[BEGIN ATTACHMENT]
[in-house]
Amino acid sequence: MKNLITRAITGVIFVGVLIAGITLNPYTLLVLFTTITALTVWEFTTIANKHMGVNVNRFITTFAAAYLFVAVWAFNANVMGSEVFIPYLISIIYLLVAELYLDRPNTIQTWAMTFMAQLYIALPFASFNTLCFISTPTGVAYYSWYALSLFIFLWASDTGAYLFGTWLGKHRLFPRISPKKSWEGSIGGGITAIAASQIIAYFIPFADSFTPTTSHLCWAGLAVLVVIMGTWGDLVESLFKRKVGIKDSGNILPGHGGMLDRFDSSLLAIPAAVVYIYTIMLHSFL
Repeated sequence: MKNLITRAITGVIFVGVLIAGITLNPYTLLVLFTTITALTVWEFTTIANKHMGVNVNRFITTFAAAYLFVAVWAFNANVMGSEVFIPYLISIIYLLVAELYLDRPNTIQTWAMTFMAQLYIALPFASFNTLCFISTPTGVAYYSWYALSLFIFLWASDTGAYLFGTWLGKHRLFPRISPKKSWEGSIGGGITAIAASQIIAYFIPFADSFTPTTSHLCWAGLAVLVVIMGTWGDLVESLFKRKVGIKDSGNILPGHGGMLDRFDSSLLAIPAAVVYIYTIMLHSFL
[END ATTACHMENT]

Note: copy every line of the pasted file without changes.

[in-house]
Amino acid sequence: MKNLITRAITGVIFVGVLIAGITLNPYTLLVLFTTITALTVWEFTTIANKHMGVNVNRFITTFAAAYLFVAVWAFNANVMGSEVFIPYLISIIYLLVAELYLDRPNTIQTWAMTFMAQLYIALPFASFNTLCFISTPTGVAYYSWYALSLFIFLWASDTGAYLFGTWLGKHRLFPRISPKKSWEGSIGGGITAIAASQIIAYFIPFADSFTPTTSHLCWAGLAVLVVIMGTWGDLVESLFKRKVGIKDSGNILPGHGGMLDRFDSSLLAIPAAVVYIYTIMLHSFL
Repeated sequence: MKNLITRAITGVIFVGVLIAGITLNPYTLLVLFTTITALTVWEFTTIANKHMGVNVNRFITTFAAAYLFVAVWAFNANVMGSEVFIPYLISIIYLLVAELYLDRPNTIQTWAMTFMAQLYIALPFASFNTLCFISTPTGVAYYSWYALSLFIFLWASDTGAYLFGTWLGKHRLFPRISPKKSWEGSIGGGITAIAASQIIAYFIPFADSFTPTTSHLCWAGLAVLVVIMGTWGDLVESLFKRKVGIKDSGNILPGHGGMLDRFDSSLLAIPAAVVYIYTIMLHSFL